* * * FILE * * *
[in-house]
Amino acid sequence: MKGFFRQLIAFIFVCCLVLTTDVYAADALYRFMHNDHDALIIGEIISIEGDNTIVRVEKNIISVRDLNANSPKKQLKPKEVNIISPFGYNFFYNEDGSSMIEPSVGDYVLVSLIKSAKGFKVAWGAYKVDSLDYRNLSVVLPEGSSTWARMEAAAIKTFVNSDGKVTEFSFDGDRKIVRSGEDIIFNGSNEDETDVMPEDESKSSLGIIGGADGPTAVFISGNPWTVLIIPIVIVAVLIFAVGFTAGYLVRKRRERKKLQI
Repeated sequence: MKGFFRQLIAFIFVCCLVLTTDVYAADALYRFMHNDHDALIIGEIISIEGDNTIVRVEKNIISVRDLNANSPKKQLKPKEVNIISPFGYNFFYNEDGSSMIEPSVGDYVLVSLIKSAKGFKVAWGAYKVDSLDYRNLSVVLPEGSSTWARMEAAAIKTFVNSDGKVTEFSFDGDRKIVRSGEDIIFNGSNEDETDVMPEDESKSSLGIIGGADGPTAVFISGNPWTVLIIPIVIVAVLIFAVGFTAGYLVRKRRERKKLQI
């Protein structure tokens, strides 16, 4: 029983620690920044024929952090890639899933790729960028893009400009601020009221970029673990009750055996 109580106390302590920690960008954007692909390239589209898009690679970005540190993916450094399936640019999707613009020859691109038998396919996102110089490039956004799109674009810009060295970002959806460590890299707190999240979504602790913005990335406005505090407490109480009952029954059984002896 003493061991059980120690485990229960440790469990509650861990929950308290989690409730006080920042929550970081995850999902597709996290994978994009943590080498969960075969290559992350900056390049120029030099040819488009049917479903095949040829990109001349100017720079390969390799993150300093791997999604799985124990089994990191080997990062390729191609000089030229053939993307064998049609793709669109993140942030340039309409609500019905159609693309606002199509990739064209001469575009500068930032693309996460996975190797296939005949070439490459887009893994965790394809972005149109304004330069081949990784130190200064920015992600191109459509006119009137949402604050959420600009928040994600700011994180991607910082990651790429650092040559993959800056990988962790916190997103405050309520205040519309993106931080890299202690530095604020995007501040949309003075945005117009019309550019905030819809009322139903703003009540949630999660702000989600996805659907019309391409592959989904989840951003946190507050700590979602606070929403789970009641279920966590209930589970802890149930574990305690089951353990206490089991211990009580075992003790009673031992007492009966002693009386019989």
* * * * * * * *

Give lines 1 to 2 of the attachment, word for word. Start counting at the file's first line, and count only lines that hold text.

[in-house]
Amino acid sequence: MKGFFRQLIAFIFVCCLVLTTDVYAADALYRFMHNDHDALIIGEIISIEGDNTIVRVEKNIISVRDLNANSPKKQLKPKEVNIISPFGYNFFYNEDGSSMIEPSVGDYVLVSLIKSAKGFKVAWGAYKVDSLDYRNLSVVLPEGSSTWARMEAAAIKTFVNSDGKVTEFSFDGDRKIVRSGEDIIFNGSNEDETDVMPEDESKSSLGIIGGADGPTAVFISGNPWTVLIIPIVIVAVLIFAVGFTAGYLVRKRRERKKLQI